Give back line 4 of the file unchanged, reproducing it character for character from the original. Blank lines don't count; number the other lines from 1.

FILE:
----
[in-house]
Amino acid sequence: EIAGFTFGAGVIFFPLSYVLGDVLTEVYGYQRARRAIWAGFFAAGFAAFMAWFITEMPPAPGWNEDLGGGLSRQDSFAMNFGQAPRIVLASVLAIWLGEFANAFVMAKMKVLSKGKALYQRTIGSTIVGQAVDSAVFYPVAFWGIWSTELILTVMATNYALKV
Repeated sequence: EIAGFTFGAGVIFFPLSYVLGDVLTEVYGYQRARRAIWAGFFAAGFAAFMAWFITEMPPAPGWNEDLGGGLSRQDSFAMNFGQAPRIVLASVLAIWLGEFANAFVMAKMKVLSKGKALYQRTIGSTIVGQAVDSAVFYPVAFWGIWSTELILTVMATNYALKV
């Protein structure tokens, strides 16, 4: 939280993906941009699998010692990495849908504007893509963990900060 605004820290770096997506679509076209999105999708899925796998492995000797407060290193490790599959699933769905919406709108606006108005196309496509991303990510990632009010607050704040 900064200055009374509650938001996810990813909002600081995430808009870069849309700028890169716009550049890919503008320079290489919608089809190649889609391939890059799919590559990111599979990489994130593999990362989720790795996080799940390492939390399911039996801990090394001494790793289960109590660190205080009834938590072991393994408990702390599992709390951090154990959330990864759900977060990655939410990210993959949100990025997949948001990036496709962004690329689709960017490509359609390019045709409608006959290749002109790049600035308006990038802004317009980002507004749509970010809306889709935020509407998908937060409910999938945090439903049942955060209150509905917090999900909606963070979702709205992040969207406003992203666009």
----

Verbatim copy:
């Protein structure tokens, strides 16, 4: 939280993906941009699998010692990495849908504007893509963990900060 605004820290770096997506679509076209999105999708899925796998492995000797407060290193490790599959699933769905919406709108606006108005196309496509991303990510990632009010607050704040 900064200055009374509650938001996810990813909002600081995430808009870069849309700028890169716009550049890919503008320079290489919608089809190649889609391939890059799919590559990111599979990489994130593999990362989720790795996080799940390492939390399911039996801990090394001494790793289960109590660190205080009834938590072991393994408990702390599992709390951090154990959330990864759900977060990655939410990210993959949100990025997949948001990036496709962004690329689709960017490509359609390019045709409608006959290749002109790049600035308006990038802004317009980002507004749509970010809306889709935020509407998908937060409910999938945090439903049942955060209150509905917090999900909606963070979702709205992040969207406003992203666009």